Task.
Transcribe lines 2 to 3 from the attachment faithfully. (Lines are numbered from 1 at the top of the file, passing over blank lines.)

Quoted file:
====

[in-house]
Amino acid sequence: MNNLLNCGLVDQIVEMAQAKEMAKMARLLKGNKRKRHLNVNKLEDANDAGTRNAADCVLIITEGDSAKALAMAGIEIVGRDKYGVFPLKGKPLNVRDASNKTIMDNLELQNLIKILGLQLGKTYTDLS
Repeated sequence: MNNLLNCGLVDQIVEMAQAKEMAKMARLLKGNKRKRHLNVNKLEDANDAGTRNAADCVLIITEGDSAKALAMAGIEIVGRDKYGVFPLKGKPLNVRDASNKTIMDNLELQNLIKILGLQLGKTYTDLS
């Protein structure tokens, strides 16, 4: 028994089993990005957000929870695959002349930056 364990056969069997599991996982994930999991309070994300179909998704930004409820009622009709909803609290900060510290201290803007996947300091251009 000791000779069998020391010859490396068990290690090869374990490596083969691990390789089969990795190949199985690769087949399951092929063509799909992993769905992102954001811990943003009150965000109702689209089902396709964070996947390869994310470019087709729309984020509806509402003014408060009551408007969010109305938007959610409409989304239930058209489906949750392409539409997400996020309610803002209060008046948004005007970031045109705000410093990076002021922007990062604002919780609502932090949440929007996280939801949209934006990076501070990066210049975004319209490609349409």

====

Amino acid sequence: MNNLLNCGLVDQIVEMAQAKEMAKMARLLKGNKRKRHLNVNKLEDANDAGTRNAADCVLIITEGDSAKALAMAGIEIVGRDKYGVFPLKGKPLNVRDASNKTIMDNLELQNLIKILGLQLGKTYTDLS
Repeated sequence: MNNLLNCGLVDQIVEMAQAKEMAKMARLLKGNKRKRHLNVNKLEDANDAGTRNAADCVLIITEGDSAKALAMAGIEIVGRDKYGVFPLKGKPLNVRDASNKTIMDNLELQNLIKILGLQLGKTYTDLS